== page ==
What the Gospels Meant is another thought-provoking book by Garry Wills, author of the fascinating What Jesus Meant and What Paul Meant.
With his impartial examination of Matthew, Mark, Luke and John, Wills utilizes his professorship, priesthood studies and his faith to expand the understanding of the gospels. Those who consider the gospels as fact, as well as those who are not afraid to consider them not verbatim history but a compilation of word-of-mouth stories originating after the times they describe, will be invigorated by his unorthodox assessments.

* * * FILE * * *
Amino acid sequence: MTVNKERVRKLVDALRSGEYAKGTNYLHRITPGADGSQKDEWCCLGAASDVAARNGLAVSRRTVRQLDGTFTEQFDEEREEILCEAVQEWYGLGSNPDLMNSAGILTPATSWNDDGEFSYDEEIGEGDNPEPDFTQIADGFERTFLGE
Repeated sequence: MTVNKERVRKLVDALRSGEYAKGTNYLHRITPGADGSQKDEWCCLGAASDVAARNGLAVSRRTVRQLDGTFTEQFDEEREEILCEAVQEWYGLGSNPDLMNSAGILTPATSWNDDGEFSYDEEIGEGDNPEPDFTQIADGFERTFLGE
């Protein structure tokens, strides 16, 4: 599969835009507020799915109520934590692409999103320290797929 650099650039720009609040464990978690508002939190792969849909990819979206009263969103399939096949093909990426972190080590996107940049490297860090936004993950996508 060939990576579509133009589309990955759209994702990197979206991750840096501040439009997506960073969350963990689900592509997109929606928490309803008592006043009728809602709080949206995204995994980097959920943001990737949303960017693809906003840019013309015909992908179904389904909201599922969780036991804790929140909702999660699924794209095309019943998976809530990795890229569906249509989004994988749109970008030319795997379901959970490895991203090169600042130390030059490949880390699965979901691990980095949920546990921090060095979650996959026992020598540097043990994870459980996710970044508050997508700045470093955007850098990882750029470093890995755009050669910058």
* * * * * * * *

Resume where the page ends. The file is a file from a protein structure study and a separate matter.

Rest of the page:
As he examines each of the four gospels, it becomes obvious that they are the individual interpretation of each purported author, as each focuses on a different aspect of the traits of Jesusí ministry. The four aspects are the selflessness of Jesusí sacrifice, his lessons and guides for life, his peacemaker side, and his miracle production.
If you are interested in exploring your own preconceptions about the first four books of the New Testament, you must read this book. Wills has given theology and history yet another invaluable addition to scholarly and personal examination of the ultimately impenetrable questions the Gospels create.